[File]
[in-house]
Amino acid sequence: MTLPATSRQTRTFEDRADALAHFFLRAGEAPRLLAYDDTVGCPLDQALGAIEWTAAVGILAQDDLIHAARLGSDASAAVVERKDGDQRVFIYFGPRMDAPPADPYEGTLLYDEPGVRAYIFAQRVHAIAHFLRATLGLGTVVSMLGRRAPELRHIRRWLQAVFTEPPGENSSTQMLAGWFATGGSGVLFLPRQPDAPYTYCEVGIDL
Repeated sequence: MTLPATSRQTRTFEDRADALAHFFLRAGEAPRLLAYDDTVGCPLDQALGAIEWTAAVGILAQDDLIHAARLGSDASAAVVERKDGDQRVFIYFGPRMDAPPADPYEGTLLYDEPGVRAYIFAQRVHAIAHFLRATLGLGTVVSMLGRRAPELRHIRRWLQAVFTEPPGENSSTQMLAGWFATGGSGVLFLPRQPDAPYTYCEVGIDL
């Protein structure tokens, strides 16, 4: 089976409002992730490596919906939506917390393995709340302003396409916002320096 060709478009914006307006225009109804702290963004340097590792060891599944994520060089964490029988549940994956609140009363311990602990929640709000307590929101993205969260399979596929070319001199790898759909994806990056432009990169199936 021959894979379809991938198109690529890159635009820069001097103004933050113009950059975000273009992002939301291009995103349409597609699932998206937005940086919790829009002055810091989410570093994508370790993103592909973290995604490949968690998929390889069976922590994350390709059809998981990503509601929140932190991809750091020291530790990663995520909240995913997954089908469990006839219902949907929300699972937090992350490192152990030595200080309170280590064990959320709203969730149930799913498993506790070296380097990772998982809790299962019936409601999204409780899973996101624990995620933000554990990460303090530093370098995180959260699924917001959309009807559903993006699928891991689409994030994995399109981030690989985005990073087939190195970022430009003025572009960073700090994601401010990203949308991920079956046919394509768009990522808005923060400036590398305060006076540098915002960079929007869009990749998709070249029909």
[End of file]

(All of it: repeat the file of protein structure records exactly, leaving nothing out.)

[in-house]
Amino acid sequence: MTLPATSRQTRTFEDRADALAHFFLRAGEAPRLLAYDDTVGCPLDQALGAIEWTAAVGILAQDDLIHAARLGSDASAAVVERKDGDQRVFIYFGPRMDAPPADPYEGTLLYDEPGVRAYIFAQRVHAIAHFLRATLGLGTVVSMLGRRAPELRHIRRWLQAVFTEPPGENSSTQMLAGWFATGGSGVLFLPRQPDAPYTYCEVGIDL
Repeated sequence: MTLPATSRQTRTFEDRADALAHFFLRAGEAPRLLAYDDTVGCPLDQALGAIEWTAAVGILAQDDLIHAARLGSDASAAVVERKDGDQRVFIYFGPRMDAPPADPYEGTLLYDEPGVRAYIFAQRVHAIAHFLRATLGLGTVVSMLGRRAPELRHIRRWLQAVFTEPPGENSSTQMLAGWFATGGSGVLFLPRQPDAPYTYCEVGIDL
């Protein structure tokens, strides 16, 4: 089976409002992730490596919906939506917390393995709340302003396409916002320096 060709478009914006307006225009109804702290963004340097590792060891599944994520060089964490029988549940994956609140009363311990602990929640709000307590929101993205969260399979596929070319001199790898759909994806990056432009990169199936 021959894979379809991938198109690529890159635009820069001097103004933050113009950059975000273009992002939301291009995103349409597609699932998206937005940086919790829009002055810091989410570093994508370790993103592909973290995604490949968690998929390889069976922590994350390709059809998981990503509601929140932190991809750091020291530790990663995520909240995913997954089908469990006839219902949907929300699972937090992350490192152990030595200080309170280590064990959320709203969730149930799913498993506790070296380097990772998982809790299962019936409601999204409780899973996101624990995620933000554990990460303090530093370098995180959260699924917001959309009807559903993006699928891991689409994030994995399109981030690989985005990073087939190195970022430009003025572009960073700090994601401010990203949308991920079956046919394509768009990522808005923060400036590398305060006076540098915002960079929007869009990749998709070249029909």